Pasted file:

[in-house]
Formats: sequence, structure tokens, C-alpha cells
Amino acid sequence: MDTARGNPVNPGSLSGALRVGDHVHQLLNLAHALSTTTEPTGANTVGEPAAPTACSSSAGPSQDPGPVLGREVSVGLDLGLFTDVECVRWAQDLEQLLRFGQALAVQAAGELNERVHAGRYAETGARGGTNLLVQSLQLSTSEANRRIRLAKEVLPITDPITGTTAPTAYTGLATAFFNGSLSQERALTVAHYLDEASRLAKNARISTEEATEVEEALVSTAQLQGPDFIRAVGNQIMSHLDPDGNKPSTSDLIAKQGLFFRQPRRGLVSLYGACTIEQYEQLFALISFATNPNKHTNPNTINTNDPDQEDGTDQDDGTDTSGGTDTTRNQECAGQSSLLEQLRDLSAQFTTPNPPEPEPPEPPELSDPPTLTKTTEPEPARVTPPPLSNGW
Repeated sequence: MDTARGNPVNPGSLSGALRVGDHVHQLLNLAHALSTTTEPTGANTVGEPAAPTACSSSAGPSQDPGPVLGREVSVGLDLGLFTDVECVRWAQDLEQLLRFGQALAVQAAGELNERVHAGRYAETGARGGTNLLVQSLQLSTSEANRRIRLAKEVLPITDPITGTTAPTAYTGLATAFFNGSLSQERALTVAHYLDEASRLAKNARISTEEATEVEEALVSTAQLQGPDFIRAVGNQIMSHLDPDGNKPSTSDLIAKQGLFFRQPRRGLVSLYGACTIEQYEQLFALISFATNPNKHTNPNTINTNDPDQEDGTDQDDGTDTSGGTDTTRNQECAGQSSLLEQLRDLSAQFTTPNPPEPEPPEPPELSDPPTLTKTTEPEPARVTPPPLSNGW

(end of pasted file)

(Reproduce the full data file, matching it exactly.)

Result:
[in-house]
Formats: sequence, structure tokens, C-alpha cells
Amino acid sequence: MDTARGNPVNPGSLSGALRVGDHVHQLLNLAHALSTTTEPTGANTVGEPAAPTACSSSAGPSQDPGPVLGREVSVGLDLGLFTDVECVRWAQDLEQLLRFGQALAVQAAGELNERVHAGRYAETGARGGTNLLVQSLQLSTSEANRRIRLAKEVLPITDPITGTTAPTAYTGLATAFFNGSLSQERALTVAHYLDEASRLAKNARISTEEATEVEEALVSTAQLQGPDFIRAVGNQIMSHLDPDGNKPSTSDLIAKQGLFFRQPRRGLVSLYGACTIEQYEQLFALISFATNPNKHTNPNTINTNDPDQEDGTDQDDGTDTSGGTDTTRNQECAGQSSLLEQLRDLSAQFTTPNPPEPEPPEPPELSDPPTLTKTTEPEPARVTPPPLSNGW
Repeated sequence: MDTARGNPVNPGSLSGALRVGDHVHQLLNLAHALSTTTEPTGANTVGEPAAPTACSSSAGPSQDPGPVLGREVSVGLDLGLFTDVECVRWAQDLEQLLRFGQALAVQAAGELNERVHAGRYAETGARGGTNLLVQSLQLSTSEANRRIRLAKEVLPITDPITGTTAPTAYTGLATAFFNGSLSQERALTVAHYLDEASRLAKNARISTEEATEVEEALVSTAQLQGPDFIRAVGNQIMSHLDPDGNKPSTSDLIAKQGLFFRQPRRGLVSLYGACTIEQYEQLFALISFATNPNKHTNPNTINTNDPDQEDGTDQDDGTDTSGGTDTTRNQECAGQSSLLEQLRDLSAQFTTPNPPEPEPPEPPELSDPPTLTKTTEPEPARVTPPPLSNGW